Challenges to Buddhism and as a Buddhist

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Challenges to Buddhism and as a Buddhist

Postby thornbush » Wed Mar 04, 2009 1:38 pm

A twofold question:
Name 3 challenges in our present age/time that you think Buddhism is facing now and why.
Name 3 challenges that you face as a Buddhist in daily life and why.

Thank you in advance :anjali:

Namo Amitabha Buddha!
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Re: Challenges to Buddhism and as a Buddhist

Postby Lazy_eye » Wed Mar 04, 2009 8:37 pm

thornbush wrote:A twofold question:
Name 3 challenges in our present age/time that you think Buddhism is facing now and why.
Name 3 challenges that you face as a Buddhist in daily life and why.

Thank you in advance :anjali:

Namo Amitabha Buddha!


Challenges Buddhism is facing

-- Challenges posed by brain science. Science, philosophy of mind and religion don't seem well lined up at the moment.
-- Institutional problems such as corruption, political interference, abusive or fraudulent teachers, etc.
-- Declining interest in Buddhism in some traditionally Buddhist countries...Korea, for instance. It's depressing.

Personal challenges

-- I'm skeptical by nature and wish I could develop more faith and trust in the teachings, or gain better insight into the doctrinal issues that give me headaches.
-- I don't have the opportunity right now to study with a teacher or attend a dharma center or temple. Too many other responsibilities...typical householder's problem...
-- Busy/wandering mind.

That's my take. Thanks for the question, Thornbush! Namo Amitabha!
Last edited by Lazy_eye on Thu Mar 05, 2009 1:35 am, edited 1 time in total.
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Re: Challenges to Buddhism and as a Buddhist

Postby nathan » Wed Mar 04, 2009 10:48 pm

What could be the problem?

Buddhism can't have problems. Beings can have problems.
Beings can be human and can have buddhist thoughts and can still have problems with being.
Beings can be human and have buddhist thoughts and this can bring to an end all problems with being.
Same problems and same only valid solutions. Not much change in appearances of either.

Only knowledge of buddhism is going anywhere and in recent years an awareness of buddhism has been going all over the place. Is that a problem? Probably not for buddhism as a whole. Why would going out for a walk be a problem? Buddhism is taking a nice little walk in the park called the early 21st century global mindset. It looks to be about halfway through it's hike and thinking about going home again and sitting down. Does buddhism still contain solutions for the problems of human beings? If and when they sit down with it after their little hike together.
But whoever walking, standing, sitting, or lying down overcomes thought, delighting in the stilling of thought: he's capable, a monk like this, of touching superlative self-awakening. § 110. {Iti 4.11; Iti 115}
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Re: Challenges to Buddhism and as a Buddhist

Postby jcsuperstar » Wed Mar 04, 2009 11:25 pm

i dont have 3 and 3
but

i think buddhism's main challenge is that all sects are out actively competing for the same number of converts so there's bound to be conflicts (even if its just the silly internet stuff)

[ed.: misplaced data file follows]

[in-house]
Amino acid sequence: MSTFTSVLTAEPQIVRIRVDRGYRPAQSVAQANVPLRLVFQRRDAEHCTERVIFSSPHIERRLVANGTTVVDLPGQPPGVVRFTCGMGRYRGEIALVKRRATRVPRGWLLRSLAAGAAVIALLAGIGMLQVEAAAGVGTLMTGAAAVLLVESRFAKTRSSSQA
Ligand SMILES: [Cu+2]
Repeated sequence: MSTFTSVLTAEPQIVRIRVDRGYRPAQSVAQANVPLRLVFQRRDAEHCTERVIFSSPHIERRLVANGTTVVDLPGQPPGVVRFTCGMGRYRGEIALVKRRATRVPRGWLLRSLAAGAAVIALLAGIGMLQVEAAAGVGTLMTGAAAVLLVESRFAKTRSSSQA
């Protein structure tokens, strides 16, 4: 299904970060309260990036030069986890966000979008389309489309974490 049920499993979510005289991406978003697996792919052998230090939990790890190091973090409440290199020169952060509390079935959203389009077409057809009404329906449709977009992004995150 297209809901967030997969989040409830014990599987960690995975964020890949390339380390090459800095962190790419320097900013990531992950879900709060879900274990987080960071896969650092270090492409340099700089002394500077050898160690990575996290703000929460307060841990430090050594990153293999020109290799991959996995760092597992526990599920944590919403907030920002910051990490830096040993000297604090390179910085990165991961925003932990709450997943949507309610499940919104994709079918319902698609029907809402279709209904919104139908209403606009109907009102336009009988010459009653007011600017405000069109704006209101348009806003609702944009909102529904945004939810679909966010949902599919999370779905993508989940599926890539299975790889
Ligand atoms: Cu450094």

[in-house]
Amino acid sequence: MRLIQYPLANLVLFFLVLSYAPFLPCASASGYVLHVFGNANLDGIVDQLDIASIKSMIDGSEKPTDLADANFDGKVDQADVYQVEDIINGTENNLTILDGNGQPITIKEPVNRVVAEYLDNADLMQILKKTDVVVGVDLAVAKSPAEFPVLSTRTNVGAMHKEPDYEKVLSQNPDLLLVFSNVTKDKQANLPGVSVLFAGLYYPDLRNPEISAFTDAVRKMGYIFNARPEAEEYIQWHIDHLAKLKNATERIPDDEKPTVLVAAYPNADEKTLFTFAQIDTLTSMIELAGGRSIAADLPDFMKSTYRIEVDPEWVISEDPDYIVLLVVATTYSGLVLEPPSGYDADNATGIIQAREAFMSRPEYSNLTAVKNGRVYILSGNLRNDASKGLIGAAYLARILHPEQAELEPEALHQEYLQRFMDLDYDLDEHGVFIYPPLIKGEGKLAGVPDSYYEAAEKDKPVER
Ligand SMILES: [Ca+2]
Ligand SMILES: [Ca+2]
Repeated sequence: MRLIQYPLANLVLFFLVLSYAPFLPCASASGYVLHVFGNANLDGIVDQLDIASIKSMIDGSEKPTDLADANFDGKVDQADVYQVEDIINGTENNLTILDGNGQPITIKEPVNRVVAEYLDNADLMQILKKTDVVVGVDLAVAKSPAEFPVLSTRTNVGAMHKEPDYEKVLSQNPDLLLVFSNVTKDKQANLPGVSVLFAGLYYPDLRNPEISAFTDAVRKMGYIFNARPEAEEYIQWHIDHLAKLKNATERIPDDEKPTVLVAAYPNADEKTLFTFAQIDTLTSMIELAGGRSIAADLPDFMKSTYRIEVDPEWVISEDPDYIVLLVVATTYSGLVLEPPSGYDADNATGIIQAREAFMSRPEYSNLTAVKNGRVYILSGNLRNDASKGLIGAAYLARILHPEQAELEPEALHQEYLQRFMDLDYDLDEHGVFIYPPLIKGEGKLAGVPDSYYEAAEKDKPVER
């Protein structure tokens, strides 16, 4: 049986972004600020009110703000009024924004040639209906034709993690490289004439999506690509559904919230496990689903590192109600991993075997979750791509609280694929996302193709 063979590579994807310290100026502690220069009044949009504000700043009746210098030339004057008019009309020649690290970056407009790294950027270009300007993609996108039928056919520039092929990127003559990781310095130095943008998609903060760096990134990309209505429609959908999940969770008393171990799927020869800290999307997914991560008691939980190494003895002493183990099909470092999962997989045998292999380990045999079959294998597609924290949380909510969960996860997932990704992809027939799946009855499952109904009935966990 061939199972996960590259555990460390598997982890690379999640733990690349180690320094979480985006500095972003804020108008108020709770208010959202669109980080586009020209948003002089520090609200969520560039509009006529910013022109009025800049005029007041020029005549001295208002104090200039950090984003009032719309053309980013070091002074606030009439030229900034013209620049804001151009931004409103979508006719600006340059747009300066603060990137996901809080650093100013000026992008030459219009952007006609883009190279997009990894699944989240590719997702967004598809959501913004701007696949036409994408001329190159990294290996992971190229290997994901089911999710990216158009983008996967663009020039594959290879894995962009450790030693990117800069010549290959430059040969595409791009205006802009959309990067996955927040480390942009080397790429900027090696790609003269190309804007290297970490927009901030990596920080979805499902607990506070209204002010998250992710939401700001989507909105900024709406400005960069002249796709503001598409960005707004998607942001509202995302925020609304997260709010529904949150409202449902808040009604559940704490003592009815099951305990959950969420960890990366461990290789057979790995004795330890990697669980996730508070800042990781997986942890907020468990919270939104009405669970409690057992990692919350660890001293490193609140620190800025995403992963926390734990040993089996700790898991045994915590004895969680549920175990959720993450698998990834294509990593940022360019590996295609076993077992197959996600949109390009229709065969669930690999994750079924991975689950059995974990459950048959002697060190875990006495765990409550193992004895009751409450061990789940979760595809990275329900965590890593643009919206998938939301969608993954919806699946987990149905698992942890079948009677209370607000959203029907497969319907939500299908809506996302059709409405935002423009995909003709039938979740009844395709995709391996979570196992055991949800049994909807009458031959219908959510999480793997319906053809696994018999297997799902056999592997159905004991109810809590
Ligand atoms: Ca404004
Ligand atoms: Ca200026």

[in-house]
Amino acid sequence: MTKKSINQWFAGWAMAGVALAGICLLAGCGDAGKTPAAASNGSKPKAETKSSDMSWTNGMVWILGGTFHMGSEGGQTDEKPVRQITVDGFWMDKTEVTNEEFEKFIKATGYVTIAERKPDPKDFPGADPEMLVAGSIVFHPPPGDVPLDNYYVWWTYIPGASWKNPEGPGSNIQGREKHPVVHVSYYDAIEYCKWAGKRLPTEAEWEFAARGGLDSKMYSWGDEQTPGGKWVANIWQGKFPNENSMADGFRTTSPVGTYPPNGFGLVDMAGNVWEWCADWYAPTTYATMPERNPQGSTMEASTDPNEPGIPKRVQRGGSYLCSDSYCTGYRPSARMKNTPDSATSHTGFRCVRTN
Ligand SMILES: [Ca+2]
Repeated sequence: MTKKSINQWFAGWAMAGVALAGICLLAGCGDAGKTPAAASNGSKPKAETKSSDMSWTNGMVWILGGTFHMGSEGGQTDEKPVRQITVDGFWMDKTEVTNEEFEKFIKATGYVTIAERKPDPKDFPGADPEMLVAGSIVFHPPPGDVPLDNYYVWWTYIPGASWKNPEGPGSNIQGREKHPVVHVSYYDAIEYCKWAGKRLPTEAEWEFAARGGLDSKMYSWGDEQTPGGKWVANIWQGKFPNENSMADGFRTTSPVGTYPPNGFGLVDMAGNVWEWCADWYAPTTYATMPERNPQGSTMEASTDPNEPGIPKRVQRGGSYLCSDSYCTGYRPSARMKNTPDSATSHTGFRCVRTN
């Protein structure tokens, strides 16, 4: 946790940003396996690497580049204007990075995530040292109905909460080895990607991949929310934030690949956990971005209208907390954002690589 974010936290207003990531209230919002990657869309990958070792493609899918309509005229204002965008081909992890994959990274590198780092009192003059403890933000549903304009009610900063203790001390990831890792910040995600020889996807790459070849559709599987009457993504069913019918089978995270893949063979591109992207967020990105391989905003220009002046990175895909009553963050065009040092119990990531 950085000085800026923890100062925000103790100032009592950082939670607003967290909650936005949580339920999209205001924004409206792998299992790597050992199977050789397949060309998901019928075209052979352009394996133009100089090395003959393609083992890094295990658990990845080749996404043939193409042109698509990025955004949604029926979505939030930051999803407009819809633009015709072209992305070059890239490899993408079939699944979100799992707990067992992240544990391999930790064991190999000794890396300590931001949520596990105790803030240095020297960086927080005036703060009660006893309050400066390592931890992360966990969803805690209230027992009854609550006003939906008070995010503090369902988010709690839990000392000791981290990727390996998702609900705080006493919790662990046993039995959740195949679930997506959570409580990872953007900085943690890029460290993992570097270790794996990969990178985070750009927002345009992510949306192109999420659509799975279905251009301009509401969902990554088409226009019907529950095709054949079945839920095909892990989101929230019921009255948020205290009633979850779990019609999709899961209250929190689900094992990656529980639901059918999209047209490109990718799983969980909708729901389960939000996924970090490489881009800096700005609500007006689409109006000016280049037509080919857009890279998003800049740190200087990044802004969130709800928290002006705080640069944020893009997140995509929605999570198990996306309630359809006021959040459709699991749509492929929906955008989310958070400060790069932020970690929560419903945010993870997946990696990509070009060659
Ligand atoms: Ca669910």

and my only problem is laziness, i like most everyone else have everything we need to practice this path, it's just a matter of getting the work done
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the mountain may be heavy in and of itself, but if you're not trying to carry it it's not heavy to you- Ajaan Suwat
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Re: Challenges to Buddhism and as a Buddhist

Postby pink_trike » Thu Mar 05, 2009 12:32 am

thornbush wrote:A twofold question:

Name 3 challenges in our present age/time that you think Buddhism is facing now and why.

Name 3 challenges that you face as a Buddhist in daily life and why.


Buddhism:

- Mediatization and abstractification.

- Institutional and intellectual corruption

- Scientific and academic scrutiny.

Me:

- Finding time to practice
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Re: Challenges to Buddhism and as a Buddhist

Postby nathan » Thu Mar 05, 2009 1:18 am

jcsuperstar wrote:
i think buddhism's main challenge is that all sects are out actively competing for the same number of converts so there's bound to be conflicts (even if its just the silly internet stuff)
Really? I haven't even noticed that. Seriously. What would make anyone else think they could change how I think about things, especially if their practice was doing them some good? People in every tradition seem to 'get it' or not. Whatever else they are arguing for or against is another thing but I would not be a buddhist at all if I had to argue that one kind was better than the others.

The idea of 'coverting' someone into a buddhist of one kind or another has never crossed my mind in my life. How would someone even go about doing that? Why? :shrug: As far as I can see, anyone who would want to convert me into anything doesn't have any buddhism to offer me.
But whoever walking, standing, sitting, or lying down overcomes thought, delighting in the stilling of thought: he's capable, a monk like this, of touching superlative self-awakening. § 110. {Iti 4.11; Iti 115}
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Re: Challenges to Buddhism and as a Buddhist

Postby appicchato » Thu Mar 05, 2009 1:50 am

pink_trike wrote:Me:

- Finding time to practice

Forgive the unsolicited view...practice starts when we wake up in the morning and stops (temporarily) when we knock out... :coffee:
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Re: Challenges to Buddhism and as a Buddhist

Postby jcsuperstar » Thu Mar 05, 2009 1:55 am

um one need only read the history of buddhism in asia to see how the school fought over converts, chan vs indian buddhism in tibet, mahayana vs theravada in sri lanka, all the various school in japan have fought (sometimes via wars) with each other.

i've been told by teachers from various schools that other schools arent really buddhism etc...